4 Things to Say to a Mom Raising a Child With a Mental Illness
Isolated. Cut-off. Forgotten. That’s how I sometimes feel as a mom raising children who have mental illnesses. Friends and family don’t know how to help, so they don’t.
Here are a few easy things you can say to brighten up the day of a mom whose life has changed because of mental illness.
1. “You’re a good mom.”
Too many of us carry around tremendous guilt that somehow, someway, our child’s illness is our fault. Some people still believe mental illness is solely based on nurture, but not nature. While mental illness can be brought on by environmental factors, I cannot tell you how many therapists, doctors and psychiatrists are still looking for a childhood trauma that caused my son’s anxiety and depression. There wasn’t one. Unless it was the time I let him cry it out in his crib when he was 6 months old. Or the time I made him finish his peas. Perhaps it was when I let him watch “Monty Python’s Holy Grail” when he was 7. (Nah, that just gave him a fantastic sense of humor.)
2. “I can’t understand what you’re going through.”
No, you can’t. Just like I can’t understand your stress level when you’re filling out college applications. But have you ever had your 7-year-old beat you in public? I have. All I could do was hold her tight and let her flail at me until her episode ended. And no, I did not appreciate the disapproving looks and tsk-tsks I got from the other moms at the park that day.
It’s important to remember books on parenting and conventional wisdom go out the window when your child is having a psychotic meltdown. Discipline, diets and rules do not work on my kid like they may work on yours. And yes, I have tried everything. And like you I’m doing the best I can.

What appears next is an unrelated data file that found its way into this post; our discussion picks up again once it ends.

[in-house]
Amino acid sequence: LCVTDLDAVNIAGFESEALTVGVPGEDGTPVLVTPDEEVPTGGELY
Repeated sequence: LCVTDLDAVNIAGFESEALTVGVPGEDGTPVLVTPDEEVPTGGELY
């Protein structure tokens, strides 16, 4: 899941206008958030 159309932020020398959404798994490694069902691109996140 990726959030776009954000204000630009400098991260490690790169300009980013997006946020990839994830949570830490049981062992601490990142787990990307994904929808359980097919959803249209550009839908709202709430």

3. “I see your child is (say something positive here)”
Both my children are beautiful and brilliant. They each have their own gifts and personalities. Please acknowledge something — anything — positive about them. I don’t get much positive feedback about my children. I don’t get to cheer my kid on at soccer games or attend the honor roll ceremonies. But I still need to hear something nice about them. Trust me, there are plenty of nice things to say. Don’t worry if it sounds minimal. “Bridget’s hair cut looks nice.” “Charlie smiled at me today.” I’ll take it.
4. “What do you need?”
Childhood illness is always heartbreaking and incredibly difficult for families. But when the illness is physical, it seems like friends and family come to the rescue offering support, prayers and even casseroles. But in my experience, when the illness is a mental one, friends and family stay silent or as far away as possible. Here are a couple of ways you can help:
– See items 1 – 3.
– Send a card. Just knowing someone is thinking about me will brighten my week.
– Give me a big, long hug.
– Invite my other children out for a few hours. Siblings of kids with mental illnesses need a break, too. They rarely get the attention they deserve, so a little from you would go a long way.
– Make a casserole – any meal for that matter. My kid may not eat it, but I’m tired of cooking to his palate. A woman can only eat mac and cheese so many times. When you drop it off, join me for a glass of wine and let’s have a chat.